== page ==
Perhaps the cast of our political pantomime never was richer than at this day. We are particularly strong in clowns. At no former time, we should say, have we had such astonishing tumblers, or performers so ready to go through the whole of their feats for the amusement of an admiring throng. Their extreme readiness to exhibit, indeed, has given rise to some illnatured reflections; it having been objected that by exhibiting gratuitously through the country when the theatre is closed, they reduce themselves to the level of mountebanks, and thereby tend to degrade the respectability of the profession. Certainly Grimaldi never did this sort of thing ; and though Brown, King, and Gibson have gone to the Surrey in vacation time, and Mr. C. J. Smith has ruralised at Sadler's Wells, we find no theatrical precedent for a general tumbling through the country, except in the gentleman, name unknown, who threw summersets on behalf of the late Mr. Richardson, and who is no authority either, because he had never been on the regular boards.
But, laying aside this question, which after all is a mere matter of taste, we may reflect with pride and gratification of heart on the proficiency of our clowns as exhibited in the
Night after night will they twist and tumble about, till two, three, and four o'clock in the morning; playing the strangest antics, and giving each other the funniest slaps on the face that can possibly be imagined, without evincing the smallest tokens of fatigue. The strange noises, the confusion, the shouting and roaring, amid which all this is done, too, would put to shame the most turbulent sixpenny gallery that ever yelled through a boxing-night.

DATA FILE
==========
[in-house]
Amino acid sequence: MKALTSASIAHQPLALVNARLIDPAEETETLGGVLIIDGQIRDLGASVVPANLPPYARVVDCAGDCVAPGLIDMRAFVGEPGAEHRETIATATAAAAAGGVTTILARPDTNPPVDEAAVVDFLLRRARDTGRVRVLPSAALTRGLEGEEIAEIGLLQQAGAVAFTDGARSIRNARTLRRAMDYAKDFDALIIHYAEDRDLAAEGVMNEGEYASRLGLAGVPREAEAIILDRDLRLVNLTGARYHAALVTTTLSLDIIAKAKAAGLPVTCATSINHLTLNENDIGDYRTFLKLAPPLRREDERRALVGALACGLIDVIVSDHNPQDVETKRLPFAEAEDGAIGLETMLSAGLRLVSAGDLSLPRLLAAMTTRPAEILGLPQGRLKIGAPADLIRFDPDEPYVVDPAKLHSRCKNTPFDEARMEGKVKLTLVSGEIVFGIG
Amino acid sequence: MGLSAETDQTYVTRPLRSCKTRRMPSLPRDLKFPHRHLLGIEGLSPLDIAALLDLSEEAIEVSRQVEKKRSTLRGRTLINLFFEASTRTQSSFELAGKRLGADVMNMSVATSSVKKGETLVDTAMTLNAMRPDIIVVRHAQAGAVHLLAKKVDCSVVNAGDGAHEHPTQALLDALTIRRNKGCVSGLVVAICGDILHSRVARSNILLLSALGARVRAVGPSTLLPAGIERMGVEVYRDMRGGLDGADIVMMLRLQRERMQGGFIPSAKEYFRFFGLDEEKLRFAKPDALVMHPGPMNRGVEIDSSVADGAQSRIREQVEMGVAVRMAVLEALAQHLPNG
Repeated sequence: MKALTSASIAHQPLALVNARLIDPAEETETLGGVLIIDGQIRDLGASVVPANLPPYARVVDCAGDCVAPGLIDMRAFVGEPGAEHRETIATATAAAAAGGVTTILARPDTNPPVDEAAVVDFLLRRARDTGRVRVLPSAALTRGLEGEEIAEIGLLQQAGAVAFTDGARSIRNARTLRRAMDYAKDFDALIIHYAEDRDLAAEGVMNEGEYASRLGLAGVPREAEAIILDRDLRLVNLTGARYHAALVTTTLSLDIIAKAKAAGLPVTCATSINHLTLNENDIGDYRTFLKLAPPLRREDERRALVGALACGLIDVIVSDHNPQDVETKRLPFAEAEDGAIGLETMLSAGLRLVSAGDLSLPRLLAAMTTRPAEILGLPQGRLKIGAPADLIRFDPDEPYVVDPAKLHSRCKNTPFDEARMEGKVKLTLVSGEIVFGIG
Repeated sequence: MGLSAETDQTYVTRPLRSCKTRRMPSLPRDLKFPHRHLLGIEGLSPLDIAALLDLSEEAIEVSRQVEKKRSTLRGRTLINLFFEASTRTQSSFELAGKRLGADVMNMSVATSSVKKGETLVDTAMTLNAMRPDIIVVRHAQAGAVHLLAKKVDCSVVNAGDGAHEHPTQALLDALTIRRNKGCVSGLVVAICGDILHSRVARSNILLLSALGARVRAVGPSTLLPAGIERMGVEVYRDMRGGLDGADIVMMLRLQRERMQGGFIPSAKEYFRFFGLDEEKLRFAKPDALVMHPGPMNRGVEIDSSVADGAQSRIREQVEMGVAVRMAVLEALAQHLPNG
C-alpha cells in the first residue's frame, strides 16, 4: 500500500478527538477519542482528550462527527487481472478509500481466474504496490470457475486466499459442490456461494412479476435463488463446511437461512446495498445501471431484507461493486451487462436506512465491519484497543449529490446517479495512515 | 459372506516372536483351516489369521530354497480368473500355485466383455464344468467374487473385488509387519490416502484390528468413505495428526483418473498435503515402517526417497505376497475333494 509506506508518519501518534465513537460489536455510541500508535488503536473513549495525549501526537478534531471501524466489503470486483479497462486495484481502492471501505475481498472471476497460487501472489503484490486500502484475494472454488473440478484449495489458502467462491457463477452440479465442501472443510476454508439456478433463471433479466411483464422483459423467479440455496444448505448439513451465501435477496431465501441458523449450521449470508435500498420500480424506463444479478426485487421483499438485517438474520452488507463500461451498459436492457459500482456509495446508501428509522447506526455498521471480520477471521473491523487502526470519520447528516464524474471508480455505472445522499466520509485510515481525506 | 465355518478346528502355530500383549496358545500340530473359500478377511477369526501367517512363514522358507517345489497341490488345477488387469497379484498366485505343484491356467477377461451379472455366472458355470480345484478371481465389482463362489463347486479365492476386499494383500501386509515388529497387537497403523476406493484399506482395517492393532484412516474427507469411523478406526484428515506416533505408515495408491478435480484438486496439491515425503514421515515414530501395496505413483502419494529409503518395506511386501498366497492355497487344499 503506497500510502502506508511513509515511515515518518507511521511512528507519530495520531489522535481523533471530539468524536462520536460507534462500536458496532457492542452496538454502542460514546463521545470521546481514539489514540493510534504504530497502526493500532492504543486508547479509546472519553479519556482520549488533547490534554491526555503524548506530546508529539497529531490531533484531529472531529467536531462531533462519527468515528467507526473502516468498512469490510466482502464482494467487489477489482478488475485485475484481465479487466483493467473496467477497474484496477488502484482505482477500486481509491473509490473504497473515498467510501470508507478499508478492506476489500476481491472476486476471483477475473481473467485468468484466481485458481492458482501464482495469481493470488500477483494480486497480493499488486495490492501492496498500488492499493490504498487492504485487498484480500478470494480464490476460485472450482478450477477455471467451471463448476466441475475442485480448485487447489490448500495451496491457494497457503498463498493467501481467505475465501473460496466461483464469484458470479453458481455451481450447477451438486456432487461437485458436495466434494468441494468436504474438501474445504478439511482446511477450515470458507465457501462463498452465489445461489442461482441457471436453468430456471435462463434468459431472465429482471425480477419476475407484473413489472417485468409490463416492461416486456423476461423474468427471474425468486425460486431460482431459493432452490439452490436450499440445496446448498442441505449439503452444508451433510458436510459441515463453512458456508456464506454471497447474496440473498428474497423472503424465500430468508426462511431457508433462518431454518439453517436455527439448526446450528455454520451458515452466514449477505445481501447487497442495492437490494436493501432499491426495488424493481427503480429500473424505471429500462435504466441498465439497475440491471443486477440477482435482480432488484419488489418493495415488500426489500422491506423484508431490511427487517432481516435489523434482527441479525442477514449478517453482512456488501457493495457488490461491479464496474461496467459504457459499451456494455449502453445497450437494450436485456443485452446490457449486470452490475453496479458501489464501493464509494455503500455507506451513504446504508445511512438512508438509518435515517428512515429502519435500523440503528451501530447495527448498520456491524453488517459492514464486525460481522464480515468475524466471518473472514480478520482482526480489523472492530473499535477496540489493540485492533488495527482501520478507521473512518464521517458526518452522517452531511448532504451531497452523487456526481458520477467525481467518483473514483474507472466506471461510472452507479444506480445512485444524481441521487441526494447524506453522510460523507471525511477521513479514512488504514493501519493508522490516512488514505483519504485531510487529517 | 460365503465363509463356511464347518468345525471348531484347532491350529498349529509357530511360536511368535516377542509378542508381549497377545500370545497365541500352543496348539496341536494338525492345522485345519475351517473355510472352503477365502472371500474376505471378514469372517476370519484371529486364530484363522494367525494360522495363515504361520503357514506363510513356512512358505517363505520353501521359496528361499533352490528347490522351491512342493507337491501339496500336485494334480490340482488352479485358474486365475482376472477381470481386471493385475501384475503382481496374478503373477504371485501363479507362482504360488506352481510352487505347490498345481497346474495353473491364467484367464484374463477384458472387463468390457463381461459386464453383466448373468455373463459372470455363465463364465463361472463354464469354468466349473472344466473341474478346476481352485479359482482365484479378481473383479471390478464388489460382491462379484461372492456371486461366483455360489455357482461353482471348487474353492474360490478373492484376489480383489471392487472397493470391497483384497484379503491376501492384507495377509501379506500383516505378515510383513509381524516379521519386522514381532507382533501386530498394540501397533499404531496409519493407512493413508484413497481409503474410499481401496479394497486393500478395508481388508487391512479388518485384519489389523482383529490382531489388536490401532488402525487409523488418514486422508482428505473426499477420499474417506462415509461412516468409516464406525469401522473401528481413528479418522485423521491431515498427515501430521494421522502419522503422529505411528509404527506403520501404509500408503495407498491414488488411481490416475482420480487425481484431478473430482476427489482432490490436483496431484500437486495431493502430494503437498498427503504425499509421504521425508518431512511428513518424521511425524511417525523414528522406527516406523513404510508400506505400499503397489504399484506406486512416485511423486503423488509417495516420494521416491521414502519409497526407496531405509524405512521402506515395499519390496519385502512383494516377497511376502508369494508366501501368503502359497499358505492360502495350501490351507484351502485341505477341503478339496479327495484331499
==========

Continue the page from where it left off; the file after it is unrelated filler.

It is especially curious to behold one of these clowns compelled to go through the most surprising contortions by the irresistible influence of the wand of office, which his leader or harlequin holds above his head. Acted upon by this wonderful charm he will become perfectly motionless, moving neither hand, foot, nor finger, and will even lose the faculty of speech at an instant's notice; or, on the other hand, he will become all
life and animation if required, pouring forth a torrent of words without sense or meaning, throwing himself into the wildest and most fantastic contortions, and even grovelling on the earth and licking up the dust. These exhibitions are more curious than pleasing ; indeed they are rather disgusting than otherwise, except to the admirers of such things, with whom we confess we have no fellow-feeling.
Strange tricks very strange tricks—are also performed by the harlequin who holds for the time being, the magic wand which we have just mentioned. The mere waving it before a man's eyes will dispossess his brain of all the notions previously stored there, and fill it with an entirely new set of ideas; one gentle tap on the back will alter the colour of a man's coat completely; and there are some expert performers, who, having this wand held first on one side, and then on the other, will change from side to side, turning their coats at every evolution, with so much rapidity and dexterity, that the quickest eye can scarcely detect their motions. Occasionally, the genius who confers the wand, wrests it from the hand of the temporary possessor, and consigns it to some new performer; on which occasions all the characters change sides, and then the race and the hard knocks begin anew.